Over the past few weeks, farmers in Maine have received thousands of dead chickens in the mail. The culprit isn’t Armageddon or disease, Representative Chellie Pingree told the Portland Press Herald, but rather dysfunction within the U.S. Postal Service. “It’s one more of the consequences of this disorganization, this sort of chaos they’ve created at the post office and nobody thought through when they were thinking of slowing down the mail,” she said. The Postal Service has shipped live chicks since 1918, a process that isn’t usually as risky as it sounds.
But, lately, those processes have changed. The mail is piling up — and so are the chicken corpses. People aren’t getting vital medicines, bill and rent payments are delayed, and postal workers are struggling to keep a vast public institution afloat. On Friday, Postmaster General Louis DeJoy had a chance to explain why, but he didn’t have much to say for himself. DeJoy claimed he wasn’t aware that mail-sorting equipment and mailboxes were being removed until it happened. He said that any mail delays would be temporary — and that they were merely the result of trying to make the mail more efficient.
Throughout the hearing, DeJoy appeared defensive — not only of his policy changes but of his job performance as well. “There are some accusations that [USPS] is not a business, but when you have to deliver service and you have to be sustainable, the operating model has to cover costs, and we have to take actions to do that, and I have great experience at that,” he said.
DeJoy’s account of his own qualifications directly contradicts testimony from a former member of the USPS Board of Governors. At an ad-hoc hearing organized by the Congressional Progressive Caucus on Thursday, David Williams told representatives that DeJoy did not distinguish himself during interviews for the job. Republican John Barger, who nominated DeJoy, “helped [DeJoy] finish a number of sentences where he got stuck and in addition to that [Barger] explained to the board what Mr. DeJoy meant during the presentation,” Williams said. DeJoy also never underwent a background check, and he maintains some investments in companies that are direct competitors with the USPS.
Treasury Secretary Steven Mnuchin also exercised a great deal of control over the USPS’s Board of Governors. As Slate reported on Thursday, Williams testified that candidates for the board had to go to Mnuchin’s office “to kiss the ring and receive his blessing before confirmation.” Though Mnuchin told Senate Minority Leader Chuck Schumer in a letter that he was “surprised to learn” that DeJoy — a major Republican donor who had founded his own logistics company — was a candidate for postmaster general, DeJoy’s early policy changes reflected the changes that Mnuchin desired to see at the USPS, as David Dayen noted for The American Prospect.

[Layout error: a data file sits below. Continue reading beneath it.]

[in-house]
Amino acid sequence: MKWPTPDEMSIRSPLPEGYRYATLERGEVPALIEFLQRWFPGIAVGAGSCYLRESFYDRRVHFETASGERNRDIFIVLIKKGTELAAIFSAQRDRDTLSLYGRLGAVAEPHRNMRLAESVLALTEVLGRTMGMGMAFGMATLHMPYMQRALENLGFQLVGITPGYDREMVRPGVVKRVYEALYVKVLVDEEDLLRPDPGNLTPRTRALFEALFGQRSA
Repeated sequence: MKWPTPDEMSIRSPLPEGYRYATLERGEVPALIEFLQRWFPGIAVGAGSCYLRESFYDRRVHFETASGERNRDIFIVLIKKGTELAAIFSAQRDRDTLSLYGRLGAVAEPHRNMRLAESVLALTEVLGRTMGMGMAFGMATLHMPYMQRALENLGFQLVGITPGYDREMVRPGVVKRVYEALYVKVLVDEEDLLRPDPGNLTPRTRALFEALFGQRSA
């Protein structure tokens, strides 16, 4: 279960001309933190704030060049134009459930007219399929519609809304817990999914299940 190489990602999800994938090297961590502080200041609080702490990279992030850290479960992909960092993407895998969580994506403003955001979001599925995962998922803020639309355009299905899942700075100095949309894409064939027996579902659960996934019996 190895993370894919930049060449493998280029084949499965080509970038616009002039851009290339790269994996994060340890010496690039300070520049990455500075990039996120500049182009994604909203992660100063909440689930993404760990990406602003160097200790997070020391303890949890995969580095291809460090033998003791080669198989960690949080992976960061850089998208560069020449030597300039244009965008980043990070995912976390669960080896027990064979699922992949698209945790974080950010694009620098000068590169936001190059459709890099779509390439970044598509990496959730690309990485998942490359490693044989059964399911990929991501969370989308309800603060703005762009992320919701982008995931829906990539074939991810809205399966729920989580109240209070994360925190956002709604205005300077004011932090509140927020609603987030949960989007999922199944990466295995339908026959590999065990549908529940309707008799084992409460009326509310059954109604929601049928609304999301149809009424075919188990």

On Friday, DeJoy stuck to the same script he’s used since the slowdown first garnered national attention. He blamed delays on COVID-19, an excuse which would seem to fail a basic logic test: As Senator Gary Peters of Michigan noted, the virus has been around since March and the slowdown began months later. Under a pointed series of questions from Senator Jacky Rosen of Nevada, DeJoy faltered; he either could not or would not provide detailed answers about the internal analyses upon which his policy decisions were based. DeJoy also reiterated an earlier refusal to replace the sorting machines that the USPS had already removed and claimed that he hasn’t reduced overtime for workers. Unions and individual postal workers uniformly dispute these claims and blame DeJoy’s changes for contributing to overall mail delays.
DeJoy did tell senators that the USPS would process all ballots as first-class mail regardless of how they were posted, which is a reversal:
The House will have an opportunity to get more useful information out of DeJoy on Monday, when he’s scheduled to appear before the House Oversight Committee. For now, he appears committed to maintaining the policies responsible for the slowdown. Once the election is over, he said, there will be more cuts — and, presumably, more dead chickens.